Among Murderers: Life after Prison

Among Murderers: Life after Prison

Among Murderers: Life after Prison

Among Murderers: Life after Prison

Synopsis

What is it like for a convicted murderer who has spent decades behind bars to suddenly find himself released into a world he barely recognizes? What is it like to start over from nothing? To answer these questions Sabine Heinlein followed the everyday lives and emotional struggles of Angel Ramos and his friends Bruce and Adam--three men convicted of some of society's most heinous crimes--as they return to the free world.

Heinlein spent more than two years at the Castle, a prominent halfway house in West Harlem, shadowing her protagonists as they painstakingly learn how to master their freedom. Having lived most of their lives behind bars, the men struggle to cross the street, choose a dish at a restaurant, and withdraw money from an ATM. Her empathetic first-person narrative gives a visceral sense of the men's inner lives and of the institutions they encounter on their odyssey to redemption. Heinlein follows the men as they navigate the subway, visit the barber shop, venture on stage, celebrate Halloween, and loop through the maze of New York's reentry programs. She asks what constitutes successful rehabilitation and how one faces the guilt and shame of having taken someone's life.

With more than 700,000 people being released from prisons each year to a society largely unprepared--and unwilling--to receive them, this book provides an incomparable perspective on a pressing public policy issue. It offers a poignant view into a rarely seen social setting and into the hearts and minds of three unforgettable individuals who struggle with some of life's harshest challenges.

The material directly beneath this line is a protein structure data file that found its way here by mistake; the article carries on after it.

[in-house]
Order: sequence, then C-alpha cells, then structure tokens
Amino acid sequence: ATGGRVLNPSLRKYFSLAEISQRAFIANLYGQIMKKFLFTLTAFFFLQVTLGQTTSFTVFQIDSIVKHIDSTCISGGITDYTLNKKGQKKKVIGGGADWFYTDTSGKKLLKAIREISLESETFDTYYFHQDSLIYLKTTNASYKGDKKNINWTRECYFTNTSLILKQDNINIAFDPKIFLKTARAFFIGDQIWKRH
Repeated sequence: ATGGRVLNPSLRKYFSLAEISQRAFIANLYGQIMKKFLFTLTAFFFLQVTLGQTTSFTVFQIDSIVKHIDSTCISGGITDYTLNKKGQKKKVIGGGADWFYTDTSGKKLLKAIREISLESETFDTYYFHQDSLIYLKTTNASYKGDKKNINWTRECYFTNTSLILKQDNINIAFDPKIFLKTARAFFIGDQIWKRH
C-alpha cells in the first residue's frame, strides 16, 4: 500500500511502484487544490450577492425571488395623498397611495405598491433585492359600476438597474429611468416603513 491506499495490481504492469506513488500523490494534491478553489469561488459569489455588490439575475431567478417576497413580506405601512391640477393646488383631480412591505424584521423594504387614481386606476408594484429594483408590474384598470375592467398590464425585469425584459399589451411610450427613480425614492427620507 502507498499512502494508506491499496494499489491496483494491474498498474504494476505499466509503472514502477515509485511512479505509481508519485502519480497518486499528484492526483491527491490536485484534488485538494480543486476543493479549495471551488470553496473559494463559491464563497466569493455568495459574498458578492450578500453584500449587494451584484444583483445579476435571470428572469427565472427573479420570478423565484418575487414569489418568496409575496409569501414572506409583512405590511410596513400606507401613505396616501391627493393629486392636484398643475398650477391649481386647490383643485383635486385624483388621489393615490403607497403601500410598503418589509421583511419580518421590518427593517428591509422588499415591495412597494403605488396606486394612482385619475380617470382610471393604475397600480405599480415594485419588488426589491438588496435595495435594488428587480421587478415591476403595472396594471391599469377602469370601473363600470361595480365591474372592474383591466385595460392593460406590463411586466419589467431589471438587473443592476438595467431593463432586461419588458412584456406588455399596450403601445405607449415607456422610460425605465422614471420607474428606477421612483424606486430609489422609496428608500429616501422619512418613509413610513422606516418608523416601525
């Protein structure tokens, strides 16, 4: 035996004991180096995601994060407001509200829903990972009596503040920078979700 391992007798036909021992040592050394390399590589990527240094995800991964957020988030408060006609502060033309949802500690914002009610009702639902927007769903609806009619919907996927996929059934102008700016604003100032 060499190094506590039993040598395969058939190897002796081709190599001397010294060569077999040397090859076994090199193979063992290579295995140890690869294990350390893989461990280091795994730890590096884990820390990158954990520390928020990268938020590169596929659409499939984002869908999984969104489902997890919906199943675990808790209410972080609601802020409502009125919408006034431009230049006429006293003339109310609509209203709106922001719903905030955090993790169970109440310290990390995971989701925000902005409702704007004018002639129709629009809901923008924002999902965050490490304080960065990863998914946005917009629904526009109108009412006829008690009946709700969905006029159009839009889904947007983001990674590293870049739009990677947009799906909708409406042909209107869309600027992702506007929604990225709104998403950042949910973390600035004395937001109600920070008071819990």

Excerpt

By talking and hanging out with murderers, child molesters, burglars, drug dealers, and robbers, I entered a parallel world unfamiliar to most of us. Although these former criminals are among us, our lives rarely intersect. What is life like for those who have spent several decades in prison and are released into a world in which people and places they once knew have ceased to exist? What is it like to start over from nothing? And did prison succeed in making them see the error of their ways?

I was still working on my master’s degree at New York University’s Carter Journalism Institute when I set out to learn how New York’s growing net of reentry organizations helps former prisoners ease back into freedom. The goal of these agencies is to rehabilitate their clients—to restore their livelihoods and prevent them from going back to prison. After spending large parts of their lives locked up, these men and women need a roof over their heads, medical care, and a job—any job, really.

In 2007 I began to attend reentry events where advocates, ex-cons, and their family members discussed the challenges of life after prison. I talked to the clients and staff of reentry organizations with Pollyanna-ish names like STRIVE (Support and Training Results in Valuable Employees), CEO (Center . . .

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